Wednesday, May 31, 2006

My balls aren't round

This is my progress on the cat toy. I did careful calculations for the heavier weight yarn, and I managed to forget all about them when it came to adjusting the rows. So my balls are a little oblong.

I've just started the I-cord. That's some crazy shit! It's so bizarre the way it works out. My only problem is how to hide the tails when I switch colors. Can I just tuck them into the middle of the magic tube of knitting?

I took the toy for a test run. Kouros seemed to like it quite a lot. I didn't even put the catnip in this one. I'm saving that for the mice.

You don't think he likes them so much because he's reliving his youth- you know, pre-neutering- do you?

brings back old times....

Tuesday, May 30, 2006

Two days in a row?????

We got out and went hiking again yesterday. After we worked. Plants are living things, people, and they don't care what bloody holiday it is. And I need to accumulate some time off for my sister's impending nuptuals all the way back home in Minnesota.

The greatest part of the Fingerlakes region is the gorges. Well, and the wine, but that's another post. They stay somewhat cool and wet all summer, so you can go get some serious hiking in even though it's sticky hot. That, and we bought our Empire Pass on Sunday, and to break even with the parking fees, we need to go to parks 10 times over the summer. Really, we always want to support the park system, regardless of whether we get all of our money out of it, blah blah good-hearted-nature-loving blah. It's a good way to make sure we get off the couch and get out to enjoy the area in the summer.

This time we went to Watkins Glen, which is at the south end of Seneca Lake. I live at the north end, and unfortunately it's a lot flatter up here. Anyway, more stunning gorge scenery to cover up the fact that I have no knitting pictures to show, although I have been working on my Clapotis and I'm almost through with the increases! I think tonight at the readthrough for the play I'll polish off those increase rows. That will instill trust in me as their intrepid scene painter, right? To knit through play practice?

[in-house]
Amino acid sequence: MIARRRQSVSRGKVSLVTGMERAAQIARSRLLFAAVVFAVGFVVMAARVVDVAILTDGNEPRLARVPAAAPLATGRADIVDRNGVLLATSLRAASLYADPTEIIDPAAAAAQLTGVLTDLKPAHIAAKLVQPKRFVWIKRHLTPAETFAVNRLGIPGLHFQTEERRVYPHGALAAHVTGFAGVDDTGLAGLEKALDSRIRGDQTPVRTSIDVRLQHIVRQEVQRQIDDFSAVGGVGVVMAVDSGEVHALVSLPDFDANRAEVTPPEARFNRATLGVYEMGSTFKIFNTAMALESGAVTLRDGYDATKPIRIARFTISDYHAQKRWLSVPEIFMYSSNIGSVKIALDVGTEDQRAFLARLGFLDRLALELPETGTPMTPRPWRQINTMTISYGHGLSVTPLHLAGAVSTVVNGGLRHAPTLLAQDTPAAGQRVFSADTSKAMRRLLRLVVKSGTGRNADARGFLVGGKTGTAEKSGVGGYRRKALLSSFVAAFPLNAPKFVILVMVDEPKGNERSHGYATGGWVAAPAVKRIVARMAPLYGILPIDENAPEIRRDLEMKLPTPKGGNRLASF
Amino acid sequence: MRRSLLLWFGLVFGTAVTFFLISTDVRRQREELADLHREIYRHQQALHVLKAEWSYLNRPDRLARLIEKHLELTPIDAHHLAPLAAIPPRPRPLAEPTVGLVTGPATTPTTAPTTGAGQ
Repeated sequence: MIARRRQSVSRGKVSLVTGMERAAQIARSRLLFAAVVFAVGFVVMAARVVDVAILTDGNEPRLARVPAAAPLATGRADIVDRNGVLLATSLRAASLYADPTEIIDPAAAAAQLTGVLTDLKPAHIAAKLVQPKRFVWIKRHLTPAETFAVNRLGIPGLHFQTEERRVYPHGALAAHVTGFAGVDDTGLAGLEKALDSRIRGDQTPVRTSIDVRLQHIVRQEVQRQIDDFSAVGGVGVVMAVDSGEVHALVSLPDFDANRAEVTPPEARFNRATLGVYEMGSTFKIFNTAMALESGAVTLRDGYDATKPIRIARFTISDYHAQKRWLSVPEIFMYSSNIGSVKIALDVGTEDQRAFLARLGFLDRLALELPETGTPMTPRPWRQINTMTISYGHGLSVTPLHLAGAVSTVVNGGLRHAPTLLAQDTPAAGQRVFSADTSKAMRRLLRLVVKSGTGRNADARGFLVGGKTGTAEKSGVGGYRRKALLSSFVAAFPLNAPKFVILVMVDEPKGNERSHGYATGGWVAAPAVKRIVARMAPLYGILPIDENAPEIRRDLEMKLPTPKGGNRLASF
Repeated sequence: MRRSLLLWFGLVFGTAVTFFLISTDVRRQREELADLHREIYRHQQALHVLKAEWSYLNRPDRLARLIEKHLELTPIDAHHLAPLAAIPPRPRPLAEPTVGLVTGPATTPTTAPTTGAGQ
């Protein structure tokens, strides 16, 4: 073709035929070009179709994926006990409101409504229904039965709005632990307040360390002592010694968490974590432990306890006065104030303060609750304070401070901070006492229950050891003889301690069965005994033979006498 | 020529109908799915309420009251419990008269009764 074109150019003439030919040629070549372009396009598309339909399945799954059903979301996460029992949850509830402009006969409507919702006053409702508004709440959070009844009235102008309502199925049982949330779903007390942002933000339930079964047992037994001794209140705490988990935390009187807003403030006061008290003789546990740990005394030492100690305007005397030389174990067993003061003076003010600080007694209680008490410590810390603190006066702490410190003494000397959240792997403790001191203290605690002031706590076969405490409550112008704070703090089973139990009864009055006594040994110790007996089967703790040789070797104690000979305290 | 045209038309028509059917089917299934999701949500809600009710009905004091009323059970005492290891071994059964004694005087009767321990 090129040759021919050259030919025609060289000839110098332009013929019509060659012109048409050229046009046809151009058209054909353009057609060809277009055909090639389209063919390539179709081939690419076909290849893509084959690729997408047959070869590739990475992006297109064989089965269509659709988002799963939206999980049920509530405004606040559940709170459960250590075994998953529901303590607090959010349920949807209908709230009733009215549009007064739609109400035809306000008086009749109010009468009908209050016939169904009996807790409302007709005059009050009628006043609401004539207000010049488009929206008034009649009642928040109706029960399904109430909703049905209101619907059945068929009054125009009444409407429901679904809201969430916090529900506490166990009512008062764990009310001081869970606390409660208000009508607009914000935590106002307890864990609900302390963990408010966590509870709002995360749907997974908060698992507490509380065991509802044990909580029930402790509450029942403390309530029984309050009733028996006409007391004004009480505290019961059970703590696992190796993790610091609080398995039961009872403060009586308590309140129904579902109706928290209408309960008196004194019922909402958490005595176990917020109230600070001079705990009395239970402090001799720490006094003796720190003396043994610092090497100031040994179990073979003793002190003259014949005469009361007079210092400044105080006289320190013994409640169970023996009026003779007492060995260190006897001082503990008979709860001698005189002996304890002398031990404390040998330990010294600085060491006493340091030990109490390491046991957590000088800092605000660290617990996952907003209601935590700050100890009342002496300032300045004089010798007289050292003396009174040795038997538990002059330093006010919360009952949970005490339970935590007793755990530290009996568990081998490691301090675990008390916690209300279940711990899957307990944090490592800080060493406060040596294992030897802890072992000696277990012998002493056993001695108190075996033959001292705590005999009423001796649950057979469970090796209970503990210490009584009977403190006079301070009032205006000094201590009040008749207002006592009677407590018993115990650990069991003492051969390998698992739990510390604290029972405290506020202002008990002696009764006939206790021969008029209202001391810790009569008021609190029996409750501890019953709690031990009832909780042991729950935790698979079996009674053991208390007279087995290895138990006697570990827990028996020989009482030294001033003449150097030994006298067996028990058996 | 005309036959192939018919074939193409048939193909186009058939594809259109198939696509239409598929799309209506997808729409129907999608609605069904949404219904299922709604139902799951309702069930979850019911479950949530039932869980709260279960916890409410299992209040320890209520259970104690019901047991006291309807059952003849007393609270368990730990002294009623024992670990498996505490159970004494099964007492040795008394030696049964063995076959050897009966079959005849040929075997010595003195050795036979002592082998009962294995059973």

Sunday, May 28, 2006

Hiking at Taughannock

Today Carl and I decided to get out and hike in one of the beautiful Fingerlakes state parks. We went to Taughannock Falls State Park, which has the highest vertical drop of any waterfall east of the Mississippi. It's higher than Niagara Falls, but not nearly as impressive. I took the camera and we just took pictures wherever the mood struck. It was a beautiful day. Enjoy.

Taughannock Falls

Saturday, May 27, 2006

Cat Party

I listen to Bob and Tom in the mornings, and one of the things that cracks me up about it is the way they're all such dog freaks. They start talking baby (or doggie) talk when they talk about their dogs. Tom, the high-strung germophobe, has what he calls "Dog Parties" every morning, which is really just the time each day where he plays solely with the dogs. I thought my Kouros could stand some love like that. So after work every day, he and I head out of the apartment into the common stair and entry area of our building and we have a Cat Party.

Our apartment is pretty small, and Kouros is a strictly indoor kitty. Our old apartment was a lot bigger and had more windows with screens, so I don't think he felt so restricted in that one. That, and we'd just rescued him from the wilds in December of 2004, so for the first year he was VERY happy to be inside with lots of food.